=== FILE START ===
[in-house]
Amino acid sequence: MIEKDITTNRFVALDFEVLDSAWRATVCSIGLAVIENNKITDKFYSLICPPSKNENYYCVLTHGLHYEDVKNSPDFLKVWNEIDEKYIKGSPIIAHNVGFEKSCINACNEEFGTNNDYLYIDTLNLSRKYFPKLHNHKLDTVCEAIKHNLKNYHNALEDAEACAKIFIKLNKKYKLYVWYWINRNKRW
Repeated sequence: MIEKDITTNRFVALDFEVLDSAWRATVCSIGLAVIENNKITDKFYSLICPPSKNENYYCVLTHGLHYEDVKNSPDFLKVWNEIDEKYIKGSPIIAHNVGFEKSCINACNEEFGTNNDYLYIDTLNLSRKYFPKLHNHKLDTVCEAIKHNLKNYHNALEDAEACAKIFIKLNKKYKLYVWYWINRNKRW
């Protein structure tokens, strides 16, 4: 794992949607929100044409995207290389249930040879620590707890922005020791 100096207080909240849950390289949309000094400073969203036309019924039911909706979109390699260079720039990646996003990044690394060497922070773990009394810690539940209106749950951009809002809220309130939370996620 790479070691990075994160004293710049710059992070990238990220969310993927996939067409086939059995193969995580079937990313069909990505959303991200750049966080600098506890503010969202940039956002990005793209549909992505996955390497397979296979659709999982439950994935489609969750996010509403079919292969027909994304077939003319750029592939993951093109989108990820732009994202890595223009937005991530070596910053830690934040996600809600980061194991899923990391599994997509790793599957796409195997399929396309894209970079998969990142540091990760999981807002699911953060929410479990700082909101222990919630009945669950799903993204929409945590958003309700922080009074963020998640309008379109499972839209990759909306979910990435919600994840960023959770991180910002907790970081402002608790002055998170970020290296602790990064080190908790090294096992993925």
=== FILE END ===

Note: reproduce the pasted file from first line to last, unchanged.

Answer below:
[in-house]
Amino acid sequence: MIEKDITTNRFVALDFEVLDSAWRATVCSIGLAVIENNKITDKFYSLICPPSKNENYYCVLTHGLHYEDVKNSPDFLKVWNEIDEKYIKGSPIIAHNVGFEKSCINACNEEFGTNNDYLYIDTLNLSRKYFPKLHNHKLDTVCEAIKHNLKNYHNALEDAEACAKIFIKLNKKYKLYVWYWINRNKRW
Repeated sequence: MIEKDITTNRFVALDFEVLDSAWRATVCSIGLAVIENNKITDKFYSLICPPSKNENYYCVLTHGLHYEDVKNSPDFLKVWNEIDEKYIKGSPIIAHNVGFEKSCINACNEEFGTNNDYLYIDTLNLSRKYFPKLHNHKLDTVCEAIKHNLKNYHNALEDAEACAKIFIKLNKKYKLYVWYWINRNKRW
């Protein structure tokens, strides 16, 4: 794992949607929100044409995207290389249930040879620590707890922005020791 100096207080909240849950390289949309000094400073969203036309019924039911909706979109390699260079720039990646996003990044690394060497922070773990009394810690539940209106749950951009809002809220309130939370996620 790479070691990075994160004293710049710059992070990238990220969310993927996939067409086939059995193969995580079937990313069909990505959303991200750049966080600098506890503010969202940039956002990005793209549909992505996955390497397979296979659709999982439950994935489609969750996010509403079919292969027909994304077939003319750029592939993951093109989108990820732009994202890595223009937005991530070596910053830690934040996600809600980061194991899923990391599994997509790793599957796409195997399929396309894209970079998969990142540091990760999981807002699911953060929410479990700082909101222990919630009945669950799903993204929409945590958003309700922080009074963020998640309008379109499972839209990759909306979910990435919600994840960023959770991180910002907790970081402002608790002055998170970020290296602790990064080190908790090294096992993925």